7-9 Year-old Dalcroze: 11/22/16

7-9 Year-old Dalcroze; 11/22/16

  • Make a shape with curves. Make a shape with straight lines.
    • This seemingly simple direction was first intended to be a physical warm-up. As I watched their choices, I began to play accompanying chords: towards dissonance for the curvy, and towards consonant for the straight-line shapes. After a time, I stopped calling, and let the music speak to them. I experimented with harmonic progressions that moved from tension to release, and many responded well to this. It was interesting to see their interpretations even though there is a good deal of subjectivity when it comes to consonance and dissonance.
  • Toss the scarf on the long note.
    • I played three patterns in 2/4 time, using all the different possible combinations of a quarter and two eighth-notes. I encourage musically a big release on the long note. When we were finished, we looked at how these rhythms are be notated. I choose not to emphasize this too much, as there is so much about experiencing those rhythms that cannot be conveyed by their symbolic representation.
  • Step the beat, clap the rhythm.
    • We returned to this basic Dalcroze exercise known as a dissociation. It stretches their coordination abilities, and allows them to experience the same rhythms in a new way. We’ll keep coming back to these kinds of exercises each week, but without spending too much time as they can be exhausting.
  • When the melody goes up, walk forward; when the melody goes down, move backwards.
    • Another association. They followed the piano for a while, and they I began to sing “If You Dance,” from last week. I let them discover the shape of the melody as we sang and enjoyed moving it with them.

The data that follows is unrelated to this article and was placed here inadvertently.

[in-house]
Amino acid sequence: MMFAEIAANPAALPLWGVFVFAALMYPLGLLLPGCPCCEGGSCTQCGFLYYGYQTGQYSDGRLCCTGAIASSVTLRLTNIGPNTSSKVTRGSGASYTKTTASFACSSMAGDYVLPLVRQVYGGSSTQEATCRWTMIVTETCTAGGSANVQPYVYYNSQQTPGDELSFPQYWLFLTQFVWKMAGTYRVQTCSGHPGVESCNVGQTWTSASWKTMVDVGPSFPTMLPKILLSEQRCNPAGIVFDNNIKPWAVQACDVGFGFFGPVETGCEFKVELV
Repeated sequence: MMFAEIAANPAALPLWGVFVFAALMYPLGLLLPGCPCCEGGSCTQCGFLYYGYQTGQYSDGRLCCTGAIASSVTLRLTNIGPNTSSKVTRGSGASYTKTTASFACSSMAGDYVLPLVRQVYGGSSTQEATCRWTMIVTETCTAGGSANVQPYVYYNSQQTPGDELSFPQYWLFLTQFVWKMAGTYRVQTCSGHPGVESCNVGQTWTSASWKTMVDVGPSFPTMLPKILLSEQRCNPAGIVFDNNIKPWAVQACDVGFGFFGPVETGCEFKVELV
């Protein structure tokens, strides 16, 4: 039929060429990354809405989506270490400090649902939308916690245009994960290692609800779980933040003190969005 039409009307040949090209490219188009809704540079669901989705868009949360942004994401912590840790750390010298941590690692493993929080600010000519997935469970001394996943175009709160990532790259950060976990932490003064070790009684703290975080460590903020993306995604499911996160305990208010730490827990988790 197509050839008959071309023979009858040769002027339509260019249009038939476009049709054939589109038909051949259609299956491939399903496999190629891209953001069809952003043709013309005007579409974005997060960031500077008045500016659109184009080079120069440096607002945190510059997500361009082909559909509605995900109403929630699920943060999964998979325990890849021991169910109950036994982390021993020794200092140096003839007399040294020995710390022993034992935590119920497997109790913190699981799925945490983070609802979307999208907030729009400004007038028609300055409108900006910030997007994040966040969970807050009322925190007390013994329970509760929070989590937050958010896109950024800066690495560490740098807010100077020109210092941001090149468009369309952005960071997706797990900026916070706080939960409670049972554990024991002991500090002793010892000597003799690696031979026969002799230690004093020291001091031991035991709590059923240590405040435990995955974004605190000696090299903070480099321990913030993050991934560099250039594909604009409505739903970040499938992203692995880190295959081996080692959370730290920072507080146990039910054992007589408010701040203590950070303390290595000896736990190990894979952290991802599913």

• Choose a percussion instrument and play a pattern. Another will play with you, improvising freely.
    • Some young players seem naturally inclined to invent and repeat patterns, some seem more interested in generating and exploring new material. The children listened well to each other. Second players were most likely to add something repetitive to another player’s pattern, which of course is a perfectly valid musical behavior (we call that a ‘groove’). If two players locked into a groove, I picked up an instrument and freely played over it.
  • Group improvisation: all play together quietly enough so that you can hear the softest player.

This simple direction is meant to encourage closer listening, which can be challenging for any age when playing in a large group. I was curious to see whether they would fall into a recognizable beat and meter. They almost did. I am perfectly happy if they don’t for right now, just as long as they are really listening to each other as they play. We ended with a group sing and play-a-long of Bim Bom.


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